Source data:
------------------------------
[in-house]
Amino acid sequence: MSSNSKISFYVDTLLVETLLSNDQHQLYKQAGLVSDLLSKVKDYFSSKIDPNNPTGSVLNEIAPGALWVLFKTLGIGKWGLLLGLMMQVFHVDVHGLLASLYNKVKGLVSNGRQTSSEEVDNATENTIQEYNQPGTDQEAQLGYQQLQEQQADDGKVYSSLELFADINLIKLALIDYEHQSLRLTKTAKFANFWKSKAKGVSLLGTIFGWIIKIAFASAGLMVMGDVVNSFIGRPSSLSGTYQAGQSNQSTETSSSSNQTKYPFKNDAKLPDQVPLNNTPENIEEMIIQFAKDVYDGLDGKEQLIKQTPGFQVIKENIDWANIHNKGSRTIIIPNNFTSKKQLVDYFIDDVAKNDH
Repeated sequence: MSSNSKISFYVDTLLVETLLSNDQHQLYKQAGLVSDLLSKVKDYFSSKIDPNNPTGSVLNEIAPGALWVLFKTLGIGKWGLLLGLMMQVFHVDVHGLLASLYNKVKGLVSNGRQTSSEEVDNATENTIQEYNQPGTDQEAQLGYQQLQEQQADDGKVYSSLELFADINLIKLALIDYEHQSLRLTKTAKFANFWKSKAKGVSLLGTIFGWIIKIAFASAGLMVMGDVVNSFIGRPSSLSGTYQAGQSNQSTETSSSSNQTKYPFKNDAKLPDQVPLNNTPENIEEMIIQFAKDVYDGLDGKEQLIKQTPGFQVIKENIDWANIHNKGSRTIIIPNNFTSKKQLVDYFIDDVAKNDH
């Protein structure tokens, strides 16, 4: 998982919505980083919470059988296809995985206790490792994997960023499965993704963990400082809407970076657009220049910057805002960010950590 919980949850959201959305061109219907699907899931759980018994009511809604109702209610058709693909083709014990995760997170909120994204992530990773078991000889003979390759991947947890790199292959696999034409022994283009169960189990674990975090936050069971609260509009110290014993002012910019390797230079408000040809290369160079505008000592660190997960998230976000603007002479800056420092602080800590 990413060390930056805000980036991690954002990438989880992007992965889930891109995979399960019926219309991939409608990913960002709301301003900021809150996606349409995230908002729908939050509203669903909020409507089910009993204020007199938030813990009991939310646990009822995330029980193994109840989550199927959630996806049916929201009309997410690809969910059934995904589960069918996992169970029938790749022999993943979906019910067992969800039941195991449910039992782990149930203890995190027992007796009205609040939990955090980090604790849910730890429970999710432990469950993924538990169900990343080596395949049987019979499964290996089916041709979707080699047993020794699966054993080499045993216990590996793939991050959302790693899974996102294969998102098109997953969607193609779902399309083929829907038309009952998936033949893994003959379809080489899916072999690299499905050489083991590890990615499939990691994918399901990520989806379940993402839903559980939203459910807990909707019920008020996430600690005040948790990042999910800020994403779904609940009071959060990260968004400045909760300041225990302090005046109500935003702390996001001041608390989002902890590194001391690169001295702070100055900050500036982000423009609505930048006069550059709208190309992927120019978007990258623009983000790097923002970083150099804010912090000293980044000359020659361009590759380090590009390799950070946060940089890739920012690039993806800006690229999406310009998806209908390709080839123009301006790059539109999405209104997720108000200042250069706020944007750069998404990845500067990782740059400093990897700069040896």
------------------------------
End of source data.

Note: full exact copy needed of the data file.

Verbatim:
[in-house]
Amino acid sequence: MSSNSKISFYVDTLLVETLLSNDQHQLYKQAGLVSDLLSKVKDYFSSKIDPNNPTGSVLNEIAPGALWVLFKTLGIGKWGLLLGLMMQVFHVDVHGLLASLYNKVKGLVSNGRQTSSEEVDNATENTIQEYNQPGTDQEAQLGYQQLQEQQADDGKVYSSLELFADINLIKLALIDYEHQSLRLTKTAKFANFWKSKAKGVSLLGTIFGWIIKIAFASAGLMVMGDVVNSFIGRPSSLSGTYQAGQSNQSTETSSSSNQTKYPFKNDAKLPDQVPLNNTPENIEEMIIQFAKDVYDGLDGKEQLIKQTPGFQVIKENIDWANIHNKGSRTIIIPNNFTSKKQLVDYFIDDVAKNDH
Repeated sequence: MSSNSKISFYVDTLLVETLLSNDQHQLYKQAGLVSDLLSKVKDYFSSKIDPNNPTGSVLNEIAPGALWVLFKTLGIGKWGLLLGLMMQVFHVDVHGLLASLYNKVKGLVSNGRQTSSEEVDNATENTIQEYNQPGTDQEAQLGYQQLQEQQADDGKVYSSLELFADINLIKLALIDYEHQSLRLTKTAKFANFWKSKAKGVSLLGTIFGWIIKIAFASAGLMVMGDVVNSFIGRPSSLSGTYQAGQSNQSTETSSSSNQTKYPFKNDAKLPDQVPLNNTPENIEEMIIQFAKDVYDGLDGKEQLIKQTPGFQVIKENIDWANIHNKGSRTIIIPNNFTSKKQLVDYFIDDVAKNDH
């Protein structure tokens, strides 16, 4: 998982919505980083919470059988296809995985206790490792994997960023499965993704963990400082809407970076657009220049910057805002960010950590 919980949850959201959305061109219907699907899931759980018994009511809604109702209610058709693909083709014990995760997170909120994204992530990773078991000889003979390759991947947890790199292959696999034409022994283009169960189990674990975090936050069971609260509009110290014993002012910019390797230079408000040809290369160079505008000592660190997960998230976000603007002479800056420092602080800590 990413060390930056805000980036991690954002990438989880992007992965889930891109995979399960019926219309991939409608990913960002709301301003900021809150996606349409995230908002729908939050509203669903909020409507089910009993204020007199938030813990009991939310646990009822995330029980193994109840989550199927959630996806049916929201009309997410690809969910059934995904589960069918996992169970029938790749022999993943979906019910067992969800039941195991449910039992782990149930203890995190027992007796009205609040939990955090980090604790849910730890429970999710432990469950993924538990169900990343080596395949049987019979499964290996089916041709979707080699047993020794699966054993080499045993216990590996793939991050959302790693899974996102294969998102098109997953969607193609779902399309083929829907038309009952998936033949893994003959379809080489899916072999690299499905050489083991590890990615499939990691994918399901990520989806379940993402839903559980939203459910807990909707019920008020996430600690005040948790990042999910800020994403779904609940009071959060990260968004400045909760300041225990302090005046109500935003702390996001001041608390989002902890590194001391690169001295702070100055900050500036982000423009609505930048006069550059709208190309992927120019978007990258623009983000790097923002970083150099804010912090000293980044000359020659361009590759380090590009390799950070946060940089890739920012690039993806800006690229999406310009998806209908390709080839123009301006790059539109999405209104997720108000200042250069706020944007750069998404990845500067990782740059400093990897700069040896």